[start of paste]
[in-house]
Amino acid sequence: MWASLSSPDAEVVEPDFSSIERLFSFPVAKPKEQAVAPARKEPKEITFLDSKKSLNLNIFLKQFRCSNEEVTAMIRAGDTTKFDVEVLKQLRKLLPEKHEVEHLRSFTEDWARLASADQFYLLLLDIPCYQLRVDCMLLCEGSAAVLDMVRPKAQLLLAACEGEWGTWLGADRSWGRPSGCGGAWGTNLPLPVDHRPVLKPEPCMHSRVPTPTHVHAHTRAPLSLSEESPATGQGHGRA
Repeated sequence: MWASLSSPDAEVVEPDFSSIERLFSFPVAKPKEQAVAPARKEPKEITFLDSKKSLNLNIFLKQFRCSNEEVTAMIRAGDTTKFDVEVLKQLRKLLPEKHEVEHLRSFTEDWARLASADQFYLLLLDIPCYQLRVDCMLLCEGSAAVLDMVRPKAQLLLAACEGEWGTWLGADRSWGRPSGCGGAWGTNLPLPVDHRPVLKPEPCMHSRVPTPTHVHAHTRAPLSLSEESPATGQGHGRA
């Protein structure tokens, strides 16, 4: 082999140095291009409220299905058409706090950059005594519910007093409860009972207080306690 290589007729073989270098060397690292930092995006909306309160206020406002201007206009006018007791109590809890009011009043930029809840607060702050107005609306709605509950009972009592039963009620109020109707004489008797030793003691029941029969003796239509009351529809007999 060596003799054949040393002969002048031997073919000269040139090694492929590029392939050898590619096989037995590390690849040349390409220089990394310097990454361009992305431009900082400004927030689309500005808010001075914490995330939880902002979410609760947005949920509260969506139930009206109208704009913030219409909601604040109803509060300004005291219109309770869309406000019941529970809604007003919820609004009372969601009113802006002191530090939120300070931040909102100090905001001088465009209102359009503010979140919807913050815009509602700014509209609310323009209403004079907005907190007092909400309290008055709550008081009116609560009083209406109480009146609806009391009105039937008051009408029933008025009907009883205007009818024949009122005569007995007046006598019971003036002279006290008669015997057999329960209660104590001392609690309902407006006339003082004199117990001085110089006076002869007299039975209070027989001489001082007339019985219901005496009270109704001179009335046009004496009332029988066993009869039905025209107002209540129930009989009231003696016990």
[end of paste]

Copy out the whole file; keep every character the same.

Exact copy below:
[in-house]
Amino acid sequence: MWASLSSPDAEVVEPDFSSIERLFSFPVAKPKEQAVAPARKEPKEITFLDSKKSLNLNIFLKQFRCSNEEVTAMIRAGDTTKFDVEVLKQLRKLLPEKHEVEHLRSFTEDWARLASADQFYLLLLDIPCYQLRVDCMLLCEGSAAVLDMVRPKAQLLLAACEGEWGTWLGADRSWGRPSGCGGAWGTNLPLPVDHRPVLKPEPCMHSRVPTPTHVHAHTRAPLSLSEESPATGQGHGRA
Repeated sequence: MWASLSSPDAEVVEPDFSSIERLFSFPVAKPKEQAVAPARKEPKEITFLDSKKSLNLNIFLKQFRCSNEEVTAMIRAGDTTKFDVEVLKQLRKLLPEKHEVEHLRSFTEDWARLASADQFYLLLLDIPCYQLRVDCMLLCEGSAAVLDMVRPKAQLLLAACEGEWGTWLGADRSWGRPSGCGGAWGTNLPLPVDHRPVLKPEPCMHSRVPTPTHVHAHTRAPLSLSEESPATGQGHGRA
């Protein structure tokens, strides 16, 4: 082999140095291009409220299905058409706090950059005594519910007093409860009972207080306690 290589007729073989270098060397690292930092995006909306309160206020406002201007206009006018007791109590809890009011009043930029809840607060702050107005609306709605509950009972009592039963009620109020109707004489008797030793003691029941029969003796239509009351529809007999 060596003799054949040393002969002048031997073919000269040139090694492929590029392939050898590619096989037995590390690849040349390409220089990394310097990454361009992305431009900082400004927030689309500005808010001075914490995330939880902002979410609760947005949920509260969506139930009206109208704009913030219409909601604040109803509060300004005291219109309770869309406000019941529970809604007003919820609004009372969601009113802006002191530090939120300070931040909102100090905001001088465009209102359009503010979140919807913050815009509602700014509209609310323009209403004079907005907190007092909400309290008055709550008081009116609560009083209406109480009146609806009391009105039937008051009408029933008025009907009883205007009818024949009122005569007995007046006598019971003036002279006290008669015997057999329960209660104590001392609690309902407006006339003082004199117990001085110089006076002869007299039975209070027989001489001082007339019985219901005496009270109704001179009335046009004496009332029988066993009869039905025209107002209540129930009989009231003696016990």